Morning, I decided, is the best time at Villa d’Este. As the mist rises from the lake, you awake to the sound of lapping water. Throwing open the heavy silk curtains, you’re greeted by a sheen of dancing diamonds. Breakfast is served on the terrace under an apricot canvas awning that glows with the early-morning gold of the south-facing light. A phalanx of brisk, well-marshaled waiters glides around, choreographing coffee refills and persnickety side orders. On the buffet inside is a seductive mountain of breakfast pastries, cascades of cereal, succulent cheeses, throbbing Caravaggesque fruit, and an artful showman of a cook at the back, flipping egg orders and pancakes at such speed that he can serve two customers at once. Then you can continue to sip your coffee under the shade of one of the ancient horse chestnut trees that overhang the mosaic dance floor. Paradise.

At night, on the same dance floor, suave Swiss industrialists and graying masters of the universe give their arm candy a whirl to the tinklings of a convivial pianist in a white dinner jacket. The entertainment is unnecessary, however: The real music of Villa d’Este is the lake itself. In the darkness its gently moving surface is mysterious, shimmering, the pleasure villas that punctuate its shores alive with stories and secrets. During the first century a.d. Pliny the Younger owned twin houses, Comedy and Tragedy, on the outskirts of Bellagio. In 1815 a princess of Wales whose life was almost as tragic as Diana’s, Caroline of Brunswick, briefly bought Villa d’Este as a refuge when she was banished by her husband, later King George IV. She eventually sold the villa because, like Diana on the Côte d’Azur, she was hounded by scandal hunters and royal spies, rowing past and training their spyglasses on the place.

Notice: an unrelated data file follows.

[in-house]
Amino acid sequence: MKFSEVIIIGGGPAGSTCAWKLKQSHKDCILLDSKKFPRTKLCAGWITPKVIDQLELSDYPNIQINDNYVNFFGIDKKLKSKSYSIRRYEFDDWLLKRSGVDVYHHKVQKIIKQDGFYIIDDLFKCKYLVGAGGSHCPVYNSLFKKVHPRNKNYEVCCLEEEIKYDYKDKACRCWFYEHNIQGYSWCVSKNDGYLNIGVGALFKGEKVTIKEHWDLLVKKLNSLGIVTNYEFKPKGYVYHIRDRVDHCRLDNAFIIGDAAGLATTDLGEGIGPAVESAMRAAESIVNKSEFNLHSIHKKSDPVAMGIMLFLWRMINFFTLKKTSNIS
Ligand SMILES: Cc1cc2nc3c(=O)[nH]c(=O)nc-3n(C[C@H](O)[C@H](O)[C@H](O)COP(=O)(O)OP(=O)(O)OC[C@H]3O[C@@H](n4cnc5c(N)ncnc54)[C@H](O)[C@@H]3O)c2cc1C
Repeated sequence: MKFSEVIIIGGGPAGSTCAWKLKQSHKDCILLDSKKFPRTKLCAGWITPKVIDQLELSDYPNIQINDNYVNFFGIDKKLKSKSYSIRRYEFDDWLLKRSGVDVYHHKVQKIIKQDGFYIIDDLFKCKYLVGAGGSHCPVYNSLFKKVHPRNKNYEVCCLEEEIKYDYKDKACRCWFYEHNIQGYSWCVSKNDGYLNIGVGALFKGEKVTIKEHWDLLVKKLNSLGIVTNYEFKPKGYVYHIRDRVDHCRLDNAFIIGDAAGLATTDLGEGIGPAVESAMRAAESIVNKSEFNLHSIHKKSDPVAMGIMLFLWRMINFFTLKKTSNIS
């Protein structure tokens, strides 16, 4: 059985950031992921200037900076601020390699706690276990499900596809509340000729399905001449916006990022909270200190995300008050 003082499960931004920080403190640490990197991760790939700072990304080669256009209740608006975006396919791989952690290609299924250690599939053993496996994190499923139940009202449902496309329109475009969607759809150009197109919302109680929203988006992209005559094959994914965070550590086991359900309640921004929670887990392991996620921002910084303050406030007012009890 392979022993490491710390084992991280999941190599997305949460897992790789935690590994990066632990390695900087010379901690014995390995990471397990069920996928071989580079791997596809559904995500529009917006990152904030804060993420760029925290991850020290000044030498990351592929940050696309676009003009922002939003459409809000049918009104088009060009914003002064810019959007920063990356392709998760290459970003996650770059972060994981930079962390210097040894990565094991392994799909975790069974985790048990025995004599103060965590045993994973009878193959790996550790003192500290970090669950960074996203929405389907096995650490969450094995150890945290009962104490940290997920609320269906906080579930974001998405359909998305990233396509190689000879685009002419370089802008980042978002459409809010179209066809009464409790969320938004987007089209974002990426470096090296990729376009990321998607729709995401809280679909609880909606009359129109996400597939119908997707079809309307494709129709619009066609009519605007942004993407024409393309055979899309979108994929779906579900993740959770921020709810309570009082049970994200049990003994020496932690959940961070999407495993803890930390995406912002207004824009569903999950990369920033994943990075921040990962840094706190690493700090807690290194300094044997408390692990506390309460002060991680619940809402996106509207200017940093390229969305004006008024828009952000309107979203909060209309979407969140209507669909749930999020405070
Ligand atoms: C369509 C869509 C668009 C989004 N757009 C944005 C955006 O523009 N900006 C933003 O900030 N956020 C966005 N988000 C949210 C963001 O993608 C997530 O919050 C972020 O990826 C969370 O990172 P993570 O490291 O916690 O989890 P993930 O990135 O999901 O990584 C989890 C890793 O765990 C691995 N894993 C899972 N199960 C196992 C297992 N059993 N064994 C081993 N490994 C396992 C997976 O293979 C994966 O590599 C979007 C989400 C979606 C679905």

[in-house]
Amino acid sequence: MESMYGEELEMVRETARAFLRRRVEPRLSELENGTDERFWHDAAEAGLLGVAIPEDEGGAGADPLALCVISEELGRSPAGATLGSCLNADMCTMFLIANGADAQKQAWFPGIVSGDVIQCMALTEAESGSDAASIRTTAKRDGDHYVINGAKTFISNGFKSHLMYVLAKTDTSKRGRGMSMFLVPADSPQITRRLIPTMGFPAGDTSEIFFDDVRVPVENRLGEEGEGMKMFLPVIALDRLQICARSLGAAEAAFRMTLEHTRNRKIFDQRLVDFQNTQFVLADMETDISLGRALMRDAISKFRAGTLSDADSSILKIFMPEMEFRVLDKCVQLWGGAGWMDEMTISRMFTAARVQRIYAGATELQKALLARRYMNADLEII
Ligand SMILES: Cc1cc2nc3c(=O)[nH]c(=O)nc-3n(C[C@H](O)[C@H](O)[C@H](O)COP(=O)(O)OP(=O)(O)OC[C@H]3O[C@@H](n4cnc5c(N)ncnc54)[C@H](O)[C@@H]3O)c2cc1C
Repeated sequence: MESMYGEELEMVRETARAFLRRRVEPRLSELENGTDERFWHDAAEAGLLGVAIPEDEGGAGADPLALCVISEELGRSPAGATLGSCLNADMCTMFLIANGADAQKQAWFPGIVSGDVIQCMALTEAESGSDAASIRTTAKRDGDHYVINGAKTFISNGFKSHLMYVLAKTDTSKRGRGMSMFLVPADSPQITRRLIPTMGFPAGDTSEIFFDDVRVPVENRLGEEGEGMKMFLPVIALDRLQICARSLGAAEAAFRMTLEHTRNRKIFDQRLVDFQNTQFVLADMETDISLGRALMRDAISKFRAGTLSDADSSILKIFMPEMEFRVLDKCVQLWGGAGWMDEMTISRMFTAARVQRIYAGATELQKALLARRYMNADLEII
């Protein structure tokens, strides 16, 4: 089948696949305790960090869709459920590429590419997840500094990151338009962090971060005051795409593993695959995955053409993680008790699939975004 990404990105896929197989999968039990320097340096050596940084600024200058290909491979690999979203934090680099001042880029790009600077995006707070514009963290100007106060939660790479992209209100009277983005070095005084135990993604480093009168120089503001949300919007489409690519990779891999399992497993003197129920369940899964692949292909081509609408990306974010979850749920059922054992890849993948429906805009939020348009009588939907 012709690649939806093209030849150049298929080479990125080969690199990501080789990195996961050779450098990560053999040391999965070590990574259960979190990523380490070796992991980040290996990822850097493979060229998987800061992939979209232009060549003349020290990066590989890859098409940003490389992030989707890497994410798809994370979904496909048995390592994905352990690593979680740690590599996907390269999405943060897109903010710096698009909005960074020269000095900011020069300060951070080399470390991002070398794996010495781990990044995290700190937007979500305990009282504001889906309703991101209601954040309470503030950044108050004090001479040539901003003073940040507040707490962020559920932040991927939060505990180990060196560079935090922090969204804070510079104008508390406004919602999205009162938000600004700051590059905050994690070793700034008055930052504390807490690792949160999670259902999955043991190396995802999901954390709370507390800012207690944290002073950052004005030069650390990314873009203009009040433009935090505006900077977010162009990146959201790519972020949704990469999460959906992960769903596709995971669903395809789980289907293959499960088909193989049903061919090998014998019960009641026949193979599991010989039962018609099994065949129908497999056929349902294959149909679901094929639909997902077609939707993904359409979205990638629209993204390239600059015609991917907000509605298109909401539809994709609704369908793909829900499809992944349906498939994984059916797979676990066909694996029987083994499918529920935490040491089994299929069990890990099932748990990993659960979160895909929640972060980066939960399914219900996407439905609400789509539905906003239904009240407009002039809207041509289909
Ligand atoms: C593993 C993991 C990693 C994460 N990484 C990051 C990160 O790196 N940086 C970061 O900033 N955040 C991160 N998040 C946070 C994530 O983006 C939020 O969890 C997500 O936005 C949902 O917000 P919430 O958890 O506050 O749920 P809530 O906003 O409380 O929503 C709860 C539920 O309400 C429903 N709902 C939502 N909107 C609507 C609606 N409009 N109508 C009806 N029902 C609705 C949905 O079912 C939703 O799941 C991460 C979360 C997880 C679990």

Many of the lakeside villas have been in the same families since the Renaissance. When owners do decide to sell these storied homes, they usually change hands in secret. Villa d’Este, which became a hotel in 1873, is now part of a group that includes Villa La Massa in Florence and is run by longtime president Jean Marc Droulers, whose family has managed the villa since the sixties. The current majority owner, the holding company Finanziaria Lago, acquired its undisclosed stake in 2007.

Villa d’Este tends to be as discreet about its finances as it is about its clientele. The hotel’s sealed lips have protected the off-camera lives of the Duke and Duchess of Windsor, Liz Taylor, Evita Perón, Clark Gable, Frank Sinatra, and Alfred Hitchcock and today do not reveal to the press the returning presence of guests such as Woody Allen and Arnold Schwarzenegger.

One of the pleasures of being pampered so grandly at Villa d’Este is that you can leave it behind at will. From the hotel’s pier you can go anywhere by water taxi (if you forget that you need almost a dollar and a half for a single euro), or catch the public ferry from neighboring Cernobbio. The water-buses are a whole lot more comfortable than the ones, for instance, in Venice. One vessel I rode, the Orione, offers lunch, a full-blown white-tablecloth affair, with waiters emerging from the galley kitchen bearing plates of Moby Dick–size sea bass and bottles of vino.

We spent most of our time coasting over to see the mini palazzi and villages to the north—Moltrasio, Laglio, Ossuccio, Mezzegra—or to take in the shopping in vibrant Bellagio. Next time, we vow, Varenna, and so many more we did not have time for.